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4.17.2 Carer's Assessments


This chapter was updated in April 2012 to provide new links in Section 2, What is a Carers Assessment. Section 4, Informing Carers of their Right to an Assessment was also slightly amended.

This chapter is currently under review.


  1. Scope
  2. What is a Carer's Assessment
  3. Legislation
  4. Informing Carers of their Right to an Assessment
  5. Recording the Assessment

1. Scope

This procedure applies to all cases where it appears that a parent has significant additional caring responsibilities for their child as a result of the child being physically ill or disabled, or mentally ill, or having a learning or sensory disability.

The definition of disability applicable when considering the need for a carer's assessment is wider than that used by Hertfordshire. Young people who have a diagnosed mental illness are categorised as disabled under the Children Act 1989. Children with a formal diagnosis of Attention Deficit Disorder (ADD) or Attention Deficit Hyperactivity Disorder (ADHD) may be considered as disabled, in that they have an impairment of mental origin which has substantial and long term effects on ability to carry out everyday tasks. The need for a carer's assessment should be carefully considered in such cases.

2. What is a Carer's Assessment

The needs of a disabled child living with their family cannot be fully understood without also considering the impact of meeting the child's needs on the parent and siblings. If their needs as carers are not considered, it is unlikely that the child's needs can be met.

The purpose of a carer's assessment is to ensure that the decisions made about the services to be offered take full account of the impact of caring on the carer's life, including their physical and emotional health, their social life and their own career and personal development.

A carer's assessment is therefore the part of an Child and Family Assessment that considers the needs of the parents as carers.

The following links may assist:

Carer's organisation

And SCIE Guide 9: Implementing the Carers (Equal Opportunities) Act 2004

3. Legislation

Successive legislation has strengthened the entitlement of carers to services in their own right.

The Carers (Recognition and Services) Act 1995 requires the authority, when carrying out an assessment of the needs of a disabled child (or an adult under community care legislation) to also assess (on request) the ability of carers to provide and continue to provide care. The authority is then required to take that assessment into account when deciding what services should be offered.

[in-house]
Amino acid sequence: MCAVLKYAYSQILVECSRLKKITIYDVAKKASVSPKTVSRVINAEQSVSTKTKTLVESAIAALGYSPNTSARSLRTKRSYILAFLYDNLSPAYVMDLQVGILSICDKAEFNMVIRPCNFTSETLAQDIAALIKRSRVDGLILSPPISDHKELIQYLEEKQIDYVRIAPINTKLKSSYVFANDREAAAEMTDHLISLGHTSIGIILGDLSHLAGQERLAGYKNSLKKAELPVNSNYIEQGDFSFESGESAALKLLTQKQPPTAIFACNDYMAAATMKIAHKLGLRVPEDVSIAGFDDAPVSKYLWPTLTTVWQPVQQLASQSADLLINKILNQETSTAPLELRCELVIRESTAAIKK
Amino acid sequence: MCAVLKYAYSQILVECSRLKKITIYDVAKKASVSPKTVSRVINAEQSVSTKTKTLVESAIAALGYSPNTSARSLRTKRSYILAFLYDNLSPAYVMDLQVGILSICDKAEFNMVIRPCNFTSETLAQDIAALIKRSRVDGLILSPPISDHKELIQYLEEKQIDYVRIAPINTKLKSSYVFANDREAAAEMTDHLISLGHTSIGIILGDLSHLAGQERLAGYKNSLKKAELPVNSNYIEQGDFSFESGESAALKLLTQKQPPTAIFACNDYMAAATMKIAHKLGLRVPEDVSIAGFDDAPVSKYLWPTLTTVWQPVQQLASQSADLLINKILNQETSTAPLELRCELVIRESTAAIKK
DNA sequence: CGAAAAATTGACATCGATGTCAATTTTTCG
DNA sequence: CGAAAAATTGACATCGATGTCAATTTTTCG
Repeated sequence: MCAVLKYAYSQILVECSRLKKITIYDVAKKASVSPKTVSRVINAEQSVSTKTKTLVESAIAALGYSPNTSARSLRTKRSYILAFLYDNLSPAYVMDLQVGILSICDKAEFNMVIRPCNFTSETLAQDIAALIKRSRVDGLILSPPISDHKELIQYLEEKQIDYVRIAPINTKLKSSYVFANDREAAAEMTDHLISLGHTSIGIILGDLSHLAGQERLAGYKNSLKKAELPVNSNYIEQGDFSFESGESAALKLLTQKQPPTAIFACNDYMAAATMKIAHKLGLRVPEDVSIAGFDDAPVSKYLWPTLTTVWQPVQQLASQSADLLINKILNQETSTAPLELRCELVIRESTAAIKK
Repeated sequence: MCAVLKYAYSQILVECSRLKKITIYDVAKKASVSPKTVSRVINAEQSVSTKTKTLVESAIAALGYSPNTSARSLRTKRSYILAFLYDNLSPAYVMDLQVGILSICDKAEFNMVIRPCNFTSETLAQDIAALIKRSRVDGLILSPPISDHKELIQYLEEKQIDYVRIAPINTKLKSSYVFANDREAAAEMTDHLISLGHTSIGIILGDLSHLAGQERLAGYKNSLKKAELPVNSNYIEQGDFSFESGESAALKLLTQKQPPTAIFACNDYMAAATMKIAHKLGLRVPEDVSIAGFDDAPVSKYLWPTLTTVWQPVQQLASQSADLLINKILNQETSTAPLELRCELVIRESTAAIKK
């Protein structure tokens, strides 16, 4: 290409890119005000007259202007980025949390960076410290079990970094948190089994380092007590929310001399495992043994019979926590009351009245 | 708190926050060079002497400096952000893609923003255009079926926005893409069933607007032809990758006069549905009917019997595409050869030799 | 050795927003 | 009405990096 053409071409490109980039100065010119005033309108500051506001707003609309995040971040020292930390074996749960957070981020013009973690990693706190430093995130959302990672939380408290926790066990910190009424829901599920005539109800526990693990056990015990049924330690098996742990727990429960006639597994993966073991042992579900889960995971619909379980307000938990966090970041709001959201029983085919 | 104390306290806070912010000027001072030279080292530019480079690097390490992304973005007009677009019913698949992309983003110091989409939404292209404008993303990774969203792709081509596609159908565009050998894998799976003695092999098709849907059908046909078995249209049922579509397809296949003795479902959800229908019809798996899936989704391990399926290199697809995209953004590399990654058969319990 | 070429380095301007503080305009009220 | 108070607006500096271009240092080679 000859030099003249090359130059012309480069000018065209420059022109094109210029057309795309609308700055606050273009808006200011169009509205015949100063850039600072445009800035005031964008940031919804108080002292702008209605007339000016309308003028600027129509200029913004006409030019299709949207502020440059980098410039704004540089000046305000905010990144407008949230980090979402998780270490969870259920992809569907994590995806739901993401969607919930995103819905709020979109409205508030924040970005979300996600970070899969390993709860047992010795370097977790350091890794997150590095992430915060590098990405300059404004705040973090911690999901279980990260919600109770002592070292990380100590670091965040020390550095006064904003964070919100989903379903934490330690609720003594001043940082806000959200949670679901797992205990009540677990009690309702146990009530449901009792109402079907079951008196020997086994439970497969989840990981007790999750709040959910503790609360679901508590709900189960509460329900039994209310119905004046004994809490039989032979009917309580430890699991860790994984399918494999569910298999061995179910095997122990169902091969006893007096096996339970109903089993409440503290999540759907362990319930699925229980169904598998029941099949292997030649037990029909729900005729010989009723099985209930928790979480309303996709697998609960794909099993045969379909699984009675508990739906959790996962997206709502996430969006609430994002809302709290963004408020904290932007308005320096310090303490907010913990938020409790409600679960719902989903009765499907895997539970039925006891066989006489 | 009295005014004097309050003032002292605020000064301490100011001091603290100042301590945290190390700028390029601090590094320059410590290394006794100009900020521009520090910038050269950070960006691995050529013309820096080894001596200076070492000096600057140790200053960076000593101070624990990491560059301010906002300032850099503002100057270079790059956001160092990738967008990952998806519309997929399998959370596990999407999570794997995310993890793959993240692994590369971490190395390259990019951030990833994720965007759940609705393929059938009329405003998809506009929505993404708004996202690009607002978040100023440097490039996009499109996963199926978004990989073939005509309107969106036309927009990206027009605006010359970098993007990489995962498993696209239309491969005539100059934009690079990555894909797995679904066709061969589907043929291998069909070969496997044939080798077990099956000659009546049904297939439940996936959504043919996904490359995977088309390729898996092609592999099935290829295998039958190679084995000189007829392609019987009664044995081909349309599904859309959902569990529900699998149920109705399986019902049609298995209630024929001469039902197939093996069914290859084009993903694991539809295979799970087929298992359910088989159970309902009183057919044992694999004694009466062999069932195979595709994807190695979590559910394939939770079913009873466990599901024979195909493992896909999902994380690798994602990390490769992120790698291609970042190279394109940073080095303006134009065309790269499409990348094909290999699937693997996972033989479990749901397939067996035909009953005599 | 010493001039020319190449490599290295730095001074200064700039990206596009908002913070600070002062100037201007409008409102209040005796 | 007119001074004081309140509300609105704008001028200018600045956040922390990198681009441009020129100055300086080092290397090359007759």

The Carers and Disabled Children Act 2000 introduced powers which:

  • Give carers the right to an assessment for themselves, even when the child (or adult) refuses one;
  • Enable the local authorities to make direct payments to carers (including 16 and 17 year old carers).

The Carers (Equal Opportunities) Act 2005:

  • Places a duty on the authority to inform carers of their right to a carer's assessment;
  • Requires the authority to consider, when undertaken a carer's assessment, whether the carer works or wishes to work, and whether they are undertaking or wish to undertake any education, training or leisure activity. Who assesses?

The carer's assessment will be carried out by the team responsible for assessing the cared for child's needs. This may either be either a Children with Disabilities Team or an Assessment or Locality Team.

4. Informing Carers of their Right to an Assessment

The authority is required to inform carers of their right to an assessment. However the offer of an assessment must be undertaken sensitively. Many carers find it hard to speak of their difficulties coping with the caring role. Additionally carers are likely to understand "carer's assessment" as some kind of test or judgement of their adequacy as a parent, rather than an exploration of their need for support.

It should be explained to carers that part of the overall assessment will include the need to understand how caring for the child is impacting on the carer's life and whether there are any additional ways in which they can be supported or helped as carers.

It will often be appropriate to make a separate appointment to discuss the carer's needs, and parents of children with disabilities in Hertfordshire have made it clear that they would welcome seeing a copy of the checklist of topics to be discussed in advance of the meeting.

Carers may decline an assessment. If they do so, the reasons for doing so should be carefully explored. The fact that an assessment has been offered and declined should be recorded.

5. Recording the Assessment

The Framework for Assessment of Children in Need and their Families is the assessment tool for all assessment work undertaken by children's social care services. As the carer's assessment is a component of the Child and Family Assessment, it is not recorded separately.

The CS&SS Carer's Assessment checklist - link to follow has been developed with parents of children with disabilities to assist professionals carrying out the assessment, but the Child and Family Assessment should be used to record the assessment.

The assessment document needs to be completed in such a way that it is apparent that the needs of the carers and the impact of caring for the disabled child on their lives have also been considered.